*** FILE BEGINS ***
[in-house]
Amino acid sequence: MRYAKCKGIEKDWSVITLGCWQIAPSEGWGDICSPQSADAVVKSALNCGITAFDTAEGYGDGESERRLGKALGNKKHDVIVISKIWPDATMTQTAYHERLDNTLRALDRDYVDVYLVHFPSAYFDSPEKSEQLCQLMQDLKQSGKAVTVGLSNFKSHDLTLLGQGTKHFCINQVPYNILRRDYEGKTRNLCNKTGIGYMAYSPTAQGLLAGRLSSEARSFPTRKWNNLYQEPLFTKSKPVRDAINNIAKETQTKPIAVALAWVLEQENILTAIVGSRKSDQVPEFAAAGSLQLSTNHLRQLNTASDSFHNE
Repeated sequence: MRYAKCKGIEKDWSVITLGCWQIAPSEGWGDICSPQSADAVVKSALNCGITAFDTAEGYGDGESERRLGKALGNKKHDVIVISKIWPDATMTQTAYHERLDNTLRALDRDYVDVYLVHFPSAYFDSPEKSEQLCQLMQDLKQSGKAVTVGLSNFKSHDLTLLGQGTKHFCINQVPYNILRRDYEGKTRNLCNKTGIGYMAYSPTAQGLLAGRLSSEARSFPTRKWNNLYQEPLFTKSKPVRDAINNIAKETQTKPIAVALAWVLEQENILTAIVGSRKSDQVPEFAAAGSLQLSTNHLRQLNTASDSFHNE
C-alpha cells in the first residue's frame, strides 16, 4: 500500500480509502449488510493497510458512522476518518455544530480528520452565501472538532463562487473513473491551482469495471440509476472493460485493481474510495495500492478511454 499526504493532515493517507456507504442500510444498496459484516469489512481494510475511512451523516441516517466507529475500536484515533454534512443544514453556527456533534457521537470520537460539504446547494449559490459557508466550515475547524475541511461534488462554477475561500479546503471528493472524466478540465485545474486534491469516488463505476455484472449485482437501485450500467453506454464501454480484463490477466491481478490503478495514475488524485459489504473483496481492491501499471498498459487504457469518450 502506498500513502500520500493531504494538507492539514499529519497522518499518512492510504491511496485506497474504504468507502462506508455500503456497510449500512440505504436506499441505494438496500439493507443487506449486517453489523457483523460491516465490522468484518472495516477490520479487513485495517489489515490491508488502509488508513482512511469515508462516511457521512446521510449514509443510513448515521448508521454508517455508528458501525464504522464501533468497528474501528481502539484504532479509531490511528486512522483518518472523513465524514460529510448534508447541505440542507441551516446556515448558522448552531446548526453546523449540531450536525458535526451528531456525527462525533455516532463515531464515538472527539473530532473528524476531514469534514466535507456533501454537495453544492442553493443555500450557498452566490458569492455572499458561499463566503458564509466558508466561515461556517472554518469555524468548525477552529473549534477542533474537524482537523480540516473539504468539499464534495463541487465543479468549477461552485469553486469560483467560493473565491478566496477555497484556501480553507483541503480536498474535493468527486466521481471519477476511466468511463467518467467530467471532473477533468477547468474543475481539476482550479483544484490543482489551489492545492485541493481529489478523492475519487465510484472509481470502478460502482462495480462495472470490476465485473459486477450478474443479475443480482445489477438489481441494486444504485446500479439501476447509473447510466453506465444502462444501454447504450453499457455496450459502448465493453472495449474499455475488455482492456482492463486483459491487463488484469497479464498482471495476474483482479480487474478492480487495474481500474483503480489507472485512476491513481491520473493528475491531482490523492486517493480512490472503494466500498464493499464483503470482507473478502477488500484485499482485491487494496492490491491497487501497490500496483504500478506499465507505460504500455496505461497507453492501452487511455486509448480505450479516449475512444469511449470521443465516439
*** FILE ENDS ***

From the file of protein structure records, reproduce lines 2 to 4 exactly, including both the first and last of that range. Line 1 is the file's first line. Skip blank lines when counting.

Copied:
Amino acid sequence: MRYAKCKGIEKDWSVITLGCWQIAPSEGWGDICSPQSADAVVKSALNCGITAFDTAEGYGDGESERRLGKALGNKKHDVIVISKIWPDATMTQTAYHERLDNTLRALDRDYVDVYLVHFPSAYFDSPEKSEQLCQLMQDLKQSGKAVTVGLSNFKSHDLTLLGQGTKHFCINQVPYNILRRDYEGKTRNLCNKTGIGYMAYSPTAQGLLAGRLSSEARSFPTRKWNNLYQEPLFTKSKPVRDAINNIAKETQTKPIAVALAWVLEQENILTAIVGSRKSDQVPEFAAAGSLQLSTNHLRQLNTASDSFHNE
Repeated sequence: MRYAKCKGIEKDWSVITLGCWQIAPSEGWGDICSPQSADAVVKSALNCGITAFDTAEGYGDGESERRLGKALGNKKHDVIVISKIWPDATMTQTAYHERLDNTLRALDRDYVDVYLVHFPSAYFDSPEKSEQLCQLMQDLKQSGKAVTVGLSNFKSHDLTLLGQGTKHFCINQVPYNILRRDYEGKTRNLCNKTGIGYMAYSPTAQGLLAGRLSSEARSFPTRKWNNLYQEPLFTKSKPVRDAINNIAKETQTKPIAVALAWVLEQENILTAIVGSRKSDQVPEFAAAGSLQLSTNHLRQLNTASDSFHNE
C-alpha cells in the first residue's frame, strides 16, 4: 500500500480509502449488510493497510458512522476518518455544530480528520452565501472538532463562487473513473491551482469495471440509476472493460485493481474510495495500492478511454 499526504493532515493517507456507504442500510444498496459484516469489512481494510475511512451523516441516517466507529475500536484515533454534512443544514453556527456533534457521537470520537460539504446547494449559490459557508466550515475547524475541511461534488462554477475561500479546503471528493472524466478540465485545474486534491469516488463505476455484472449485482437501485450500467453506454464501454480484463490477466491481478490503478495514475488524485459489504473483496481492491501499471498498459487504457469518450 502506498500513502500520500493531504494538507492539514499529519497522518499518512492510504491511496485506497474504504468507502462506508455500503456497510449500512440505504436506499441505494438496500439493507443487506449486517453489523457483523460491516465490522468484518472495516477490520479487513485495517489489515490491508488502509488508513482512511469515508462516511457521512446521510449514509443510513448515521448508521454508517455508528458501525464504522464501533468497528474501528481502539484504532479509531490511528486512522483518518472523513465524514460529510448534508447541505440542507441551516446556515448558522448552531446548526453546523449540531450536525458535526451528531456525527462525533455516532463515531464515538472527539473530532473528524476531514469534514466535507456533501454537495453544492442553493443555500450557498452566490458569492455572499458561499463566503458564509466558508466561515461556517472554518469555524468548525477552529473549534477542533474537524482537523480540516473539504468539499464534495463541487465543479468549477461552485469553486469560483467560493473565491478566496477555497484556501480553507483541503480536498474535493468527486466521481471519477476511466468511463467518467467530467471532473477533468477547468474543475481539476482550479483544484490543482489551489492545492485541493481529489478523492475519487465510484472509481470502478460502482462495480462495472470490476465485473459486477450478474443479475443480482445489477438489481441494486444504485446500479439501476447509473447510466453506465444502462444501454447504450453499457455496450459502448465493453472495449474499455475488455482492456482492463486483459491487463488484469497479464498482471495476474483482479480487474478492480487495474481500474483503480489507472485512476491513481491520473493528475491531482490523492486517493480512490472503494466500498464493499464483503470482507473478502477488500484485499482485491487494496492490491491497487501497490500496483504500478506499465507505460504500455496505461497507453492501452487511455486509448480505450479516449475512444469511449470521443465516439